Self-esteem and coping in adolescence : a thesis presented in partial fulfilment of the requirements for the degree of Doctor of Philosophy in Psychology, at Massey University, Palmerston North, New Zealand

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Massey University
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A nine-week cognitive-behavioural training programme was developed to enhance self-esteem and teach coping skills to early adolescents. Sixty-seven students (37 males) participated in the weekly 90-minute programme. Students were taught rational thinking, social skills, and problem solving. Sixty-four students (30 males), acted as controls. At pre-training, post-training, and 5-month follow-up, students completed the Self-Perception Profile for Children (SPPC; Harter, 1985a), the short-form of the Children's Depression Inventory (CDI; Kovacs, 1992), and a Programme Skills measure, developed by the researcher. Teachers and parents/guardians completed checklists adapted from Programme Skills. Two-way ANOVAs confirmed that there were no significant differences between experimental and control groups at pre-training. However, significant gender effects were obtained for the Short-Form CDI, and the Athletic Competence, Global Self-Worth, and Physical Appearance subscales of the SPPC. Repeated-measures ANOVAs were conducted for each variable, comparing the scores at post-training and at follow-up, with those at pre-training. With group and gender as factors, there were no significant differences between groups when an alpha level of p < .01 was adopted. There was, however, a significant gender effect for Global Self-Worth at post-training. A subgroup scoring three-quarters of a standard deviation below the mean for Global Self-Worth were selected for further analysis using a Mann-Whitney U-test. This analysis revealed a significant experimental/control group difference for Programme Skills at post-training. Some evidence of construct validity for Programme Skills was obtained with a Cronbach's Alpha of .73, and significant moderate correlations of Programme Skills with the CDI Short-Form (transformed), and the Global Self-Worth subscale of the SPPC. Possible explanations of the results were discussed with respect to programme content, instructional techniques, the design and duration of the programme, and aspects related to sample characteristics, statistical power, and measurement. In particular, the preventative nature of the intervention was considered. The skills taught to typical classes of early adolescents were for potential use in times of difficulty, thus some of the benefits may lie dormant.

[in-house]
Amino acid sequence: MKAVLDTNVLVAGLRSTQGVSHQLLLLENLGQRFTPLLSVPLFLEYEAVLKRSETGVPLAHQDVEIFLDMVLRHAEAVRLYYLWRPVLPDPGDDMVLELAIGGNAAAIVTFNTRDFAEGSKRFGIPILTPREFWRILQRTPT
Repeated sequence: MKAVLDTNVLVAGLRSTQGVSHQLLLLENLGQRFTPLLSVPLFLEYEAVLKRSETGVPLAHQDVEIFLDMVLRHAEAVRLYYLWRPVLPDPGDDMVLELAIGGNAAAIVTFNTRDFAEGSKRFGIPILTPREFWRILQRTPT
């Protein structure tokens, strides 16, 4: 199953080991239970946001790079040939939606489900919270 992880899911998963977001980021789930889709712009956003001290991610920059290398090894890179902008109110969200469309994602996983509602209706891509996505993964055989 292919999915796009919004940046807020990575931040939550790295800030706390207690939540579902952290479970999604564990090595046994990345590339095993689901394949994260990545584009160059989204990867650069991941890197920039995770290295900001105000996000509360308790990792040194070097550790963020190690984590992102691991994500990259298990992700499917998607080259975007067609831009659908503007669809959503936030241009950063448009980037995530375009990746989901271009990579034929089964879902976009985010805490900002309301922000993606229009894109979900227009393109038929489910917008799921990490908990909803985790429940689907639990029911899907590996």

Teenagers, Teenage depression